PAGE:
Illinois and Nevada have ratified the amendment in the past two years, bringing the number of states who have to 37. Backers are now looking to other states to get the ERA past the threshold needed for enshrinement in the Constitution. A push to ratify the amendment in Virginia failed by a single vote in February.


Court: State must pay legal fees over 'In Cold Blood' notes

WICHITA — Kansas must pay legal fees arising from its efforts to stop publication of notebooks kept by the lead investigator into the murders of a Kansas family chronicled in Truman Capote's book "In Cold Blood."

The Kansas Court of Appeals ruled that the state must pay more than $168,000 to attorneys representing the investigator's son and a literary memorabilia dealer in Seattle.

The Kansas Bureau of Investigation and Kansas Attorney General Derek Schmidt sued in 2012 to prevent the publication or selling of notes from Harold Nye, who led the Kansas Bureau of Investigation's probe into the killings of the Herb Clutter family in 1959 in Holcomb, Kansas. Capote's book drew international attention to the murders.

The state argued that Nye's material belonged to Kansas because he was a state employee. Shawnee County District Judge Larry Hendricks in 2012 granted the state's request for a temporary order blocking the sale or publication of the notebooks. But he reversed himself in 2014, saying the notes' publication or sale were protected by the First Amendment and the Kansas Constitution.

Harold Nye worked for the Kansas bureau from 1955 until his retirement in 1975; he was its director from 1969 to 1971.

Gary McAvoy, an author and literary memorabilia dealer, used the notebooks to write "And Every Word Is True," a book on the Clutter killings.

Herb Clutter, his wife and two of their four children were bound, gagged and shot to death at their farm in near Holcomb. The killers, Richard Hickock and Perry Smith, were arrested six weeks after the murders and eventually executed.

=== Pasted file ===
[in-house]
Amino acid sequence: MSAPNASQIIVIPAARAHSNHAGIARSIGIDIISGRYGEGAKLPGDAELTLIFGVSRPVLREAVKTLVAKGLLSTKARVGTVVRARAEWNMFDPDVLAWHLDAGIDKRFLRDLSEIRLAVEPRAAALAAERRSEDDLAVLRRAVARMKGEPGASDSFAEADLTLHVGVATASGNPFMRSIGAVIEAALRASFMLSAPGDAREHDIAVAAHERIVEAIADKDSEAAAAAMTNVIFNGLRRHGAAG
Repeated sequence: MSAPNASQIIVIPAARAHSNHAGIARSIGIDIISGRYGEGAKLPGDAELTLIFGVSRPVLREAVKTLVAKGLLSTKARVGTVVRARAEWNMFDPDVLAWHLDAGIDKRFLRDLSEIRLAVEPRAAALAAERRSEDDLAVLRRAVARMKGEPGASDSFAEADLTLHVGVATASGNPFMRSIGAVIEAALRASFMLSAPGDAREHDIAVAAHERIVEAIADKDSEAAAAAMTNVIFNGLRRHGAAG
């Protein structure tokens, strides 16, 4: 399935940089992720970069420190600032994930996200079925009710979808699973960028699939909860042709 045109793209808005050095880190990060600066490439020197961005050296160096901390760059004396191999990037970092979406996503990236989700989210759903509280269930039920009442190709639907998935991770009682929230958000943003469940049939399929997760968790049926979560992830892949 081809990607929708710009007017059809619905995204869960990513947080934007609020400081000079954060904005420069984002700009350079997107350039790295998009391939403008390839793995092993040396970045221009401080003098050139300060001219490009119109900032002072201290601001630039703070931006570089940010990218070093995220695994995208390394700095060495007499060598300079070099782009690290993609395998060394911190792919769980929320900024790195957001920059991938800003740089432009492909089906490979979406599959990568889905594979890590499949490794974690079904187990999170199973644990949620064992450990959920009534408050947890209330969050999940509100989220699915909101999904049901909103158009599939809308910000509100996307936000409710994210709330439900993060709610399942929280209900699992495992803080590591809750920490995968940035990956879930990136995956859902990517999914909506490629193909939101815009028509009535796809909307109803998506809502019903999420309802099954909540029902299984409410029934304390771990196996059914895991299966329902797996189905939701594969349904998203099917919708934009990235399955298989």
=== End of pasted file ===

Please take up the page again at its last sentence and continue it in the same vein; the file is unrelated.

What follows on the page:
Ex-governor candidate found guilty in murder-for-hire plot

OKLAHOMA CITY — A federal jury has convicted a former Oklahoma gubernatorial candidate and zookeeper in an attempted murder-for-hire plot.

Jurors returned the guilty verdict on April 2 following six days of testimony in the trial of Joseph Allen Maldonado-Passage, 56, who was accused of trying to arrange the killing of Florida animal sanctuary founder Carole Baskin, who criticized his treatment of animals. Baskin wasn't harmed.

Maldonado-Passage, known as "Joe Exotic," was also found guilty in the deaths of five tigers, and selling and offering to sell tiger cubs in violation of the Endangered Species Act.

He could face more than 20 years in prison.

Maldonado-Passage testified in his own defense that although disagreements with Baskin spilled over into his social media posts, he never truly wanted her dead.

Prosecutors say Maldonado-Passage offered $10,000 to an undercover FBI agent to kill Baskin during a December 2017 meeting that was recorded and played for the jury. In the recording, he told the agent, "Just like follow her into a mall parking lot and just cap her and drive off."

Maldonado-Passage's attorneys have said their client, who used to operate a zoo in Wynnewood, Oklahoma, wasn't being serious.

Known for his blonde mullet and expletive-laden rants on YouTube, Maldonado-Passage finished third in a three-way Libertarian primary in 2018.